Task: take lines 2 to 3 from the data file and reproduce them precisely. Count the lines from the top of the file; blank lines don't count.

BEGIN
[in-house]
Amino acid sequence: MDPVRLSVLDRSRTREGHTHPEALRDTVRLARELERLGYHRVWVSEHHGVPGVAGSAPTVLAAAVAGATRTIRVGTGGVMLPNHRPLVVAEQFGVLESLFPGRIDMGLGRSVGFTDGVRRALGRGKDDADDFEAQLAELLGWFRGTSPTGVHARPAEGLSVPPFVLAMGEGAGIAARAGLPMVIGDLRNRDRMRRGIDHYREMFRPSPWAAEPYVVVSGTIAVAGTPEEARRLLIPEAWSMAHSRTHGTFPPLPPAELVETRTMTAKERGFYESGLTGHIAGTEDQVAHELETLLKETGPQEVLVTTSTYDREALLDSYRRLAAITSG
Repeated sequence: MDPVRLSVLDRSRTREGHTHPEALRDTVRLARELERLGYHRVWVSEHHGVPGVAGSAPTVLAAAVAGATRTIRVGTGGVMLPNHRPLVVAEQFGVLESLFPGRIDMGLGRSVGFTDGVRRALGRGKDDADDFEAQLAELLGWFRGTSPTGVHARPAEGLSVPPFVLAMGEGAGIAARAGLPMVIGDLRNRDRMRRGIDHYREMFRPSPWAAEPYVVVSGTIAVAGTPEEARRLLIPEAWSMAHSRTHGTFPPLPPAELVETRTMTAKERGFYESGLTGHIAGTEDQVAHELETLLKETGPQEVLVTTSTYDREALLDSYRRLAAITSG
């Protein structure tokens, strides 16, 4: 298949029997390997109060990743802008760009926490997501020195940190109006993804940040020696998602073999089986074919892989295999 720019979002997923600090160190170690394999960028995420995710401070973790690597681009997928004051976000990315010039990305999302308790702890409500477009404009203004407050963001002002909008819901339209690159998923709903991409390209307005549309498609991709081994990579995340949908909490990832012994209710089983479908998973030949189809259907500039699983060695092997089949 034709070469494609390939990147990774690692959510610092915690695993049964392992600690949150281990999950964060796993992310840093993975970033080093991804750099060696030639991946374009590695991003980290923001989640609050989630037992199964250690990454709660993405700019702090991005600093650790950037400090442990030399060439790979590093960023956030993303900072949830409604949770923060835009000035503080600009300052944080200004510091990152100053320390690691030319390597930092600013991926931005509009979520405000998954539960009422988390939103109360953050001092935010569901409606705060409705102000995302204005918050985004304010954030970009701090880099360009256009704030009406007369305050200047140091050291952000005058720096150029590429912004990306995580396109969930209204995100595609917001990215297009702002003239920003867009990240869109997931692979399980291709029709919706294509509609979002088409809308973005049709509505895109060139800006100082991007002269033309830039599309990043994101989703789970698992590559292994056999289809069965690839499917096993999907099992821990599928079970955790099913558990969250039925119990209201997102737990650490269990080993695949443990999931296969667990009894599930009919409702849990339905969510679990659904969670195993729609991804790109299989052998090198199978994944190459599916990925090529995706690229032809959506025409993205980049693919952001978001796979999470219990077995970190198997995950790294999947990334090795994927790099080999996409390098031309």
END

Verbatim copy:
Amino acid sequence: MDPVRLSVLDRSRTREGHTHPEALRDTVRLARELERLGYHRVWVSEHHGVPGVAGSAPTVLAAAVAGATRTIRVGTGGVMLPNHRPLVVAEQFGVLESLFPGRIDMGLGRSVGFTDGVRRALGRGKDDADDFEAQLAELLGWFRGTSPTGVHARPAEGLSVPPFVLAMGEGAGIAARAGLPMVIGDLRNRDRMRRGIDHYREMFRPSPWAAEPYVVVSGTIAVAGTPEEARRLLIPEAWSMAHSRTHGTFPPLPPAELVETRTMTAKERGFYESGLTGHIAGTEDQVAHELETLLKETGPQEVLVTTSTYDREALLDSYRRLAAITSG
Repeated sequence: MDPVRLSVLDRSRTREGHTHPEALRDTVRLARELERLGYHRVWVSEHHGVPGVAGSAPTVLAAAVAGATRTIRVGTGGVMLPNHRPLVVAEQFGVLESLFPGRIDMGLGRSVGFTDGVRRALGRGKDDADDFEAQLAELLGWFRGTSPTGVHARPAEGLSVPPFVLAMGEGAGIAARAGLPMVIGDLRNRDRMRRGIDHYREMFRPSPWAAEPYVVVSGTIAVAGTPEEARRLLIPEAWSMAHSRTHGTFPPLPPAELVETRTMTAKERGFYESGLTGHIAGTEDQVAHELETLLKETGPQEVLVTTSTYDREALLDSYRRLAAITSG